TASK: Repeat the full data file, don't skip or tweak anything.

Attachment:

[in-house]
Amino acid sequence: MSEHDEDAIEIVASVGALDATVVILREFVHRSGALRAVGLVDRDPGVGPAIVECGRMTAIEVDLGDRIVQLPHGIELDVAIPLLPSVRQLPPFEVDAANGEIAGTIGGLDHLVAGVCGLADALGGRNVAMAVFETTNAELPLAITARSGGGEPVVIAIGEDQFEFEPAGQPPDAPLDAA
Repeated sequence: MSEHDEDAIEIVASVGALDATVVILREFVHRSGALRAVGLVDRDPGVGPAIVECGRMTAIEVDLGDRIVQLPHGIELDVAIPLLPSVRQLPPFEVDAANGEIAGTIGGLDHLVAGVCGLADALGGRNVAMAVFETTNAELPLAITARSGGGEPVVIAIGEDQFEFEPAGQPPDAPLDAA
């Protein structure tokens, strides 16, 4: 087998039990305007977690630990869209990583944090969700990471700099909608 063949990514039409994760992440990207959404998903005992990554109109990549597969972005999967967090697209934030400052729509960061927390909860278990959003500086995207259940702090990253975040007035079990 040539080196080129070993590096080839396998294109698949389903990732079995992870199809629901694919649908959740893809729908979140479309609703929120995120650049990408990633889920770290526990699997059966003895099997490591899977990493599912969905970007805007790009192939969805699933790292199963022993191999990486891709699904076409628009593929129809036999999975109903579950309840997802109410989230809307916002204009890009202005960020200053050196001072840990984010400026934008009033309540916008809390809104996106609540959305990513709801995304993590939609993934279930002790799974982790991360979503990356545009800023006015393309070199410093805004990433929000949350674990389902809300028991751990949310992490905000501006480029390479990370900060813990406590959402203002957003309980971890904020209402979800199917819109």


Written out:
[in-house]
Amino acid sequence: MSEHDEDAIEIVASVGALDATVVILREFVHRSGALRAVGLVDRDPGVGPAIVECGRMTAIEVDLGDRIVQLPHGIELDVAIPLLPSVRQLPPFEVDAANGEIAGTIGGLDHLVAGVCGLADALGGRNVAMAVFETTNAELPLAITARSGGGEPVVIAIGEDQFEFEPAGQPPDAPLDAA
Repeated sequence: MSEHDEDAIEIVASVGALDATVVILREFVHRSGALRAVGLVDRDPGVGPAIVECGRMTAIEVDLGDRIVQLPHGIELDVAIPLLPSVRQLPPFEVDAANGEIAGTIGGLDHLVAGVCGLADALGGRNVAMAVFETTNAELPLAITARSGGGEPVVIAIGEDQFEFEPAGQPPDAPLDAA
């Protein structure tokens, strides 16, 4: 087998039990305007977690630990869209990583944090969700990471700099909608 063949990514039409994760992440990207959404998903005992990554109109990549597969972005999967967090697209934030400052729509960061927390909860278990959003500086995207259940702090990253975040007035079990 040539080196080129070993590096080839396998294109698949389903990732079995992870199809629901694919649908959740893809729908979140479309609703929120995120650049990408990633889920770290526990699997059966003895099997490591899977990493599912969905970007805007790009192939969805699933790292199963022993191999990486891709699904076409628009593929129809036999999975109903579950309840997802109410989230809307916002204009890009202005960020200053050196001072840990984010400026934008009033309540916008809390809104996106609540959305990513709801995304993590939609993934279930002790799974982790991360979503990356545009800023006015393309070199410093805004990433929000949350674990389902809300028991751990949310992490905000501006480029390479990370900060813990406590959402203002957003309980971890904020209402979800199917819109």